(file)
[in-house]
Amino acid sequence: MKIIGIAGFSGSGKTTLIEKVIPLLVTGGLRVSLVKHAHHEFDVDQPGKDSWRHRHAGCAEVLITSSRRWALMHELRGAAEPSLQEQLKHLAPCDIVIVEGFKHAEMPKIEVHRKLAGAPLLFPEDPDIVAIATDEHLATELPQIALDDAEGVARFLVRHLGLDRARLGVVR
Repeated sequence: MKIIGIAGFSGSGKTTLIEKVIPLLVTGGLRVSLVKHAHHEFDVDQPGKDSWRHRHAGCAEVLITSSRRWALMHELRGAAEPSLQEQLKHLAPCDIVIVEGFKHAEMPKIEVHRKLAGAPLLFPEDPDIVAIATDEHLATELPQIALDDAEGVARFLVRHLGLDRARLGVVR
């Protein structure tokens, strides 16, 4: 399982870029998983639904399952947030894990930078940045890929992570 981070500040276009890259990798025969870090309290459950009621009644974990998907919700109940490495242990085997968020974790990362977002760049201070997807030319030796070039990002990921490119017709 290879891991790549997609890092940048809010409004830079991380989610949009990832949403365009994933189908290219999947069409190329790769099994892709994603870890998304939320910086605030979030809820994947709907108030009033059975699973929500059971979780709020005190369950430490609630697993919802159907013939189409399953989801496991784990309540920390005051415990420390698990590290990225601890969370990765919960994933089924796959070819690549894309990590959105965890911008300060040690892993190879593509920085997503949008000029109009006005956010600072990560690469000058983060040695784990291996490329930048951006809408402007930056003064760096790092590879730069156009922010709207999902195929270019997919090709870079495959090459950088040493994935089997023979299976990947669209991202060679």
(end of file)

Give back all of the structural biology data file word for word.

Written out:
[in-house]
Amino acid sequence: MKIIGIAGFSGSGKTTLIEKVIPLLVTGGLRVSLVKHAHHEFDVDQPGKDSWRHRHAGCAEVLITSSRRWALMHELRGAAEPSLQEQLKHLAPCDIVIVEGFKHAEMPKIEVHRKLAGAPLLFPEDPDIVAIATDEHLATELPQIALDDAEGVARFLVRHLGLDRARLGVVR
Repeated sequence: MKIIGIAGFSGSGKTTLIEKVIPLLVTGGLRVSLVKHAHHEFDVDQPGKDSWRHRHAGCAEVLITSSRRWALMHELRGAAEPSLQEQLKHLAPCDIVIVEGFKHAEMPKIEVHRKLAGAPLLFPEDPDIVAIATDEHLATELPQIALDDAEGVARFLVRHLGLDRARLGVVR
């Protein structure tokens, strides 16, 4: 399982870029998983639904399952947030894990930078940045890929992570 981070500040276009890259990798025969870090309290459950009621009644974990998907919700109940490495242990085997968020974790990362977002760049201070997807030319030796070039990002990921490119017709 290879891991790549997609890092940048809010409004830079991380989610949009990832949403365009994933189908290219999947069409190329790769099994892709994603870890998304939320910086605030979030809820994947709907108030009033059975699973929500059971979780709020005190369950430490609630697993919802159907013939189409399953989801496991784990309540920390005051415990420390698990590290990225601890969370990765919960994933089924796959070819690549894309990590959105965890911008300060040690892993190879593509920085997503949008000029109009006005956010600072990560690469000058983060040695784990291996490329930048951006809408402007930056003064760096790092590879730069156009922010709207999902195929270019997919090709870079495959090459950088040493994935089997023979299976990947669209991202060679």